Fall of Angkor (03:37)
In this video series, Patrick Boucheron will examine the impact of specific dates in history. No one knows for certain when, why, or if the Angkor Empire collapsed. During the 19th century, Henri Mouhot discovered ruins while chasing butterflies in Indochine.
Rise and Fall of an Empire (03:05)
Several hundred temples stretch across an archeological park. Tourists travel to Angkor Wat at daybreak. Nature is slowly taking back control of the ruins.
Finding Historical Clues (04:47)
No written sources exist, because palm leaves only last a hundred years. The monuments provide some historical insight through epigraphy. The French School of the Far East collects inscriptions; Eric Bourdonneau studies foundation stills that commemorate a temple's construction.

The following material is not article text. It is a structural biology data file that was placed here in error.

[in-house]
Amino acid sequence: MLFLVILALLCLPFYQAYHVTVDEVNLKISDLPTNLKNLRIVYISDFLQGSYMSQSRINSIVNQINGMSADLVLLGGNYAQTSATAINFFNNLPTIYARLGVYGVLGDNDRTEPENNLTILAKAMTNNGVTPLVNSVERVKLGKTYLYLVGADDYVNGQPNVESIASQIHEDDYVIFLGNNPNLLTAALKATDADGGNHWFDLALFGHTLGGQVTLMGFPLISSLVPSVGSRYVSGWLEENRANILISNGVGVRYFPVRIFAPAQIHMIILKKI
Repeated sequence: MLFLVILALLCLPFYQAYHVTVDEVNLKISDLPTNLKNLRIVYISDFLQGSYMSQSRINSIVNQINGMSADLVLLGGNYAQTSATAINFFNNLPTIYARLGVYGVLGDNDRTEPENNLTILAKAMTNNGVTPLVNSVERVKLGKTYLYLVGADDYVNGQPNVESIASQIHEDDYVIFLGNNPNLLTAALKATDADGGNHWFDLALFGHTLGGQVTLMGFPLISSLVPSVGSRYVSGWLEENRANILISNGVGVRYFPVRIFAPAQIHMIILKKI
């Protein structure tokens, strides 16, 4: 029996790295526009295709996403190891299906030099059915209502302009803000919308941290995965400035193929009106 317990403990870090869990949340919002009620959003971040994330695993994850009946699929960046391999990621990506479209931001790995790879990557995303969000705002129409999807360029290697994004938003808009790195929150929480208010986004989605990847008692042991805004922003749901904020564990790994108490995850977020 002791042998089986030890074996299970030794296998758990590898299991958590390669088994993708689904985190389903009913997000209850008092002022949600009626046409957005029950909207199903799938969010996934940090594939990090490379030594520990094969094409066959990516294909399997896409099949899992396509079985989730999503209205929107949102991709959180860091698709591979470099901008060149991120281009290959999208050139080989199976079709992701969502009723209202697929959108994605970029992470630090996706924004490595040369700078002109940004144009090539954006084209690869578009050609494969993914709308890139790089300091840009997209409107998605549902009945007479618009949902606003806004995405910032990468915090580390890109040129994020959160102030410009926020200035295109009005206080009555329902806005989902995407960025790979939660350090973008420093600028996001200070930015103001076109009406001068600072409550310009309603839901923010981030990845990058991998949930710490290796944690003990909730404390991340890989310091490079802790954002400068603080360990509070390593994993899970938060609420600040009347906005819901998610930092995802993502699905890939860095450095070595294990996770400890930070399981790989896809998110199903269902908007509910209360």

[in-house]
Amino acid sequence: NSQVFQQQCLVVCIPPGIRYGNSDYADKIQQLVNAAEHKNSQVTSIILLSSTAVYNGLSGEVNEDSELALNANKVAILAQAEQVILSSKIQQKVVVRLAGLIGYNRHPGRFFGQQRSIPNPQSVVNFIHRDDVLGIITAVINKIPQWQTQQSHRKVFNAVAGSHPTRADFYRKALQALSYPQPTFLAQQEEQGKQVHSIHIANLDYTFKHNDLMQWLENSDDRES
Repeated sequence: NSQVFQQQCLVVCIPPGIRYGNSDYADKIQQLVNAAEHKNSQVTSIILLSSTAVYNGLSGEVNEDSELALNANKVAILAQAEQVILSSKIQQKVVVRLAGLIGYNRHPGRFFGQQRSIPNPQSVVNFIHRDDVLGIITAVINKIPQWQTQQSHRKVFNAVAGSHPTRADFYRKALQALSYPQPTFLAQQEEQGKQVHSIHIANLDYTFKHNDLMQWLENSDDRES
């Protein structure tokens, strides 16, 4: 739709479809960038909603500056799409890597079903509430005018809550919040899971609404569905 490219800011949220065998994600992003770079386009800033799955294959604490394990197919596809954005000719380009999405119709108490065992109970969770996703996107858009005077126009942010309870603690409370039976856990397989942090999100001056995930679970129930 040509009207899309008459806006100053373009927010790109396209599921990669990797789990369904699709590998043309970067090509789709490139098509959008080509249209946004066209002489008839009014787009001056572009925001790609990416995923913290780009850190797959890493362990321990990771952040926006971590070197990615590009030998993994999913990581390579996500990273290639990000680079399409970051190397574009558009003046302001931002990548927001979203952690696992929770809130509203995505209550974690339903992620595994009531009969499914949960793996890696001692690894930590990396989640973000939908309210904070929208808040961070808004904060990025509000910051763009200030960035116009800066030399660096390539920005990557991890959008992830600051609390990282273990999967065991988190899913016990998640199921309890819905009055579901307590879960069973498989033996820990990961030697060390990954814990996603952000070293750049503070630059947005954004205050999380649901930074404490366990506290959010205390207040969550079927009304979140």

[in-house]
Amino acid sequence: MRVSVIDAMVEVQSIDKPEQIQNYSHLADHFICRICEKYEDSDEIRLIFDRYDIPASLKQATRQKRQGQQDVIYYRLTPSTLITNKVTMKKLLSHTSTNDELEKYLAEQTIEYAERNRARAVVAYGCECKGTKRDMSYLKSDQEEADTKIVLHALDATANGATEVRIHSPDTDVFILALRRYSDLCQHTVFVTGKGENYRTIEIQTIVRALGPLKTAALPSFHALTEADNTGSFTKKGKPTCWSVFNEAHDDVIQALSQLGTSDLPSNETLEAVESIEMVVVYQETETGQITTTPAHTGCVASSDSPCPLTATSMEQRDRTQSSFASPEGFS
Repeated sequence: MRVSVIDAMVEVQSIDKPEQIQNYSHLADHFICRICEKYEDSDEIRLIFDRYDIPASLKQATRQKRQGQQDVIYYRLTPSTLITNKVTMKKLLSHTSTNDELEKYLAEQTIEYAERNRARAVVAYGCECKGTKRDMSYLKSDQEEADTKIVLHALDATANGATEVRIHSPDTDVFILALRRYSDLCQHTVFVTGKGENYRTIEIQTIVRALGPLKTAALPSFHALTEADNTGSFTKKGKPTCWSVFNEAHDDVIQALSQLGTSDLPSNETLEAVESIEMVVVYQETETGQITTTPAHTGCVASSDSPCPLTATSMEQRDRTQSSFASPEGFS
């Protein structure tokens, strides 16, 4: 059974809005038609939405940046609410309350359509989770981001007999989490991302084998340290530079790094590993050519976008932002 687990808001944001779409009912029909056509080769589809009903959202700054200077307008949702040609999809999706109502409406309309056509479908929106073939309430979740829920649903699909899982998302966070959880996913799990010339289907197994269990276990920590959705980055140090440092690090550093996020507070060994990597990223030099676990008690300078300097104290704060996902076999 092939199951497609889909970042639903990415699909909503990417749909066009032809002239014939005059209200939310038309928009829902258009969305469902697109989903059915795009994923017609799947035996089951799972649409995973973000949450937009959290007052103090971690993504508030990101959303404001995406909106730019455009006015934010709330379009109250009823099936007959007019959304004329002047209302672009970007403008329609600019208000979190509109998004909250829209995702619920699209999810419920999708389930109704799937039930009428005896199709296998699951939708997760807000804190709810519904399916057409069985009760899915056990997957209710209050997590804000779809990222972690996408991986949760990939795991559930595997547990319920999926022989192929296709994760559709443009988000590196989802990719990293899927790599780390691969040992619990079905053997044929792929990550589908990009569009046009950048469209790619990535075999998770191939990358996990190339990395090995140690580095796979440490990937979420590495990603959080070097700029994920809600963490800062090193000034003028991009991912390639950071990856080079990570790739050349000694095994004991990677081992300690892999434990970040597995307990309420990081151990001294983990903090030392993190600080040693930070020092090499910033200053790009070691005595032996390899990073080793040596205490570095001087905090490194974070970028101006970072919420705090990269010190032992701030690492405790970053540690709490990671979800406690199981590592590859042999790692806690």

Saga of an Empire (03:53)
Thousands of soldiers accompanied the king of the Khmer Empire to war against Cham and Ayutthaya tribes. Construction of the temples spread across seven centuries; each king produced his own. The Kbal Spean, originating in the Phnom Kulen, provided irrigation across Angkor.
End of the Khmer Empire (07:22)
The last Sanskrit inscription details the succession of Jayavarmadiparamesvara in 1327. Historians estimate the Angkor Empire died out in 1431. Boucheron suggests the town transitioned out of inscriptions and began using wood for sculpture.
World Events (03:36)
Other events include Joan of Arc burning at the stake, the Great Council of Basal, Islam spreading, Zheng He traveling along East Africa, and the Aztec Empire rising in prominence. The Khmer Rouge entered Phnom Penh on April 17, 1975; the regime destroyed ancient manuscripts and burned down the School of the Far East.
Credits: 1431: Fall of the Angkor Empire (00:23)
Credits: 1431: Fall of the Angkor Empire
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